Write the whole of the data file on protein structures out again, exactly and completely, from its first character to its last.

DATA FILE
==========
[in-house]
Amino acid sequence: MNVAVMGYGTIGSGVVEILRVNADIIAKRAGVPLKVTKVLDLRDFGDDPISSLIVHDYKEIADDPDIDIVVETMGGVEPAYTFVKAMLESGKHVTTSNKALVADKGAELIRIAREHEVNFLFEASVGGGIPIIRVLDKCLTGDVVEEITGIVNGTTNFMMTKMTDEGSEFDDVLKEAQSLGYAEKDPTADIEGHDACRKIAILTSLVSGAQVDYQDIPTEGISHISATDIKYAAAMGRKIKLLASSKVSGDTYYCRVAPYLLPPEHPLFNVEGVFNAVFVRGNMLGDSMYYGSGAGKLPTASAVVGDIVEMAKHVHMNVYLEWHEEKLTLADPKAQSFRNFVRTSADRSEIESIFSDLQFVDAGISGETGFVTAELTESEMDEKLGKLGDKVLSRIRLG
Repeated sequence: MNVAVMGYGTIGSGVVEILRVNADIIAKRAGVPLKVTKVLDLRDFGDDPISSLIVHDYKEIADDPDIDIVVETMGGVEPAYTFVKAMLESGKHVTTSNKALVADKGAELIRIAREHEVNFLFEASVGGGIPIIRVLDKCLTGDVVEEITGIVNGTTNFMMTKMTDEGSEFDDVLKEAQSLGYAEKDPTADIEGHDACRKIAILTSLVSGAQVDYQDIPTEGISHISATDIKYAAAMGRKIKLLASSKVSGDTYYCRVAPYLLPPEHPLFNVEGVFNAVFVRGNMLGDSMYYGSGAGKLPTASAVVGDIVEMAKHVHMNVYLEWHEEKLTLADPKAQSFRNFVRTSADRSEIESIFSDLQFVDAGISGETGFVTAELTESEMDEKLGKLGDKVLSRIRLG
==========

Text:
[in-house]
Amino acid sequence: MNVAVMGYGTIGSGVVEILRVNADIIAKRAGVPLKVTKVLDLRDFGDDPISSLIVHDYKEIADDPDIDIVVETMGGVEPAYTFVKAMLESGKHVTTSNKALVADKGAELIRIAREHEVNFLFEASVGGGIPIIRVLDKCLTGDVVEEITGIVNGTTNFMMTKMTDEGSEFDDVLKEAQSLGYAEKDPTADIEGHDACRKIAILTSLVSGAQVDYQDIPTEGISHISATDIKYAAAMGRKIKLLASSKVSGDTYYCRVAPYLLPPEHPLFNVEGVFNAVFVRGNMLGDSMYYGSGAGKLPTASAVVGDIVEMAKHVHMNVYLEWHEEKLTLADPKAQSFRNFVRTSADRSEIESIFSDLQFVDAGISGETGFVTAELTESEMDEKLGKLGDKVLSRIRLG
Repeated sequence: MNVAVMGYGTIGSGVVEILRVNADIIAKRAGVPLKVTKVLDLRDFGDDPISSLIVHDYKEIADDPDIDIVVETMGGVEPAYTFVKAMLESGKHVTTSNKALVADKGAELIRIAREHEVNFLFEASVGGGIPIIRVLDKCLTGDVVEEITGIVNGTTNFMMTKMTDEGSEFDDVLKEAQSLGYAEKDPTADIEGHDACRKIAILTSLVSGAQVDYQDIPTEGISHISATDIKYAAAMGRKIKLLASSKVSGDTYYCRVAPYLLPPEHPLFNVEGVFNAVFVRGNMLGDSMYYGSGAGKLPTASAVVGDIVEMAKHVHMNVYLEWHEEKLTLADPKAQSFRNFVRTSADRSEIESIFSDLQFVDAGISGETGFVTAELTESEMDEKLGKLGDKVLSRIRLG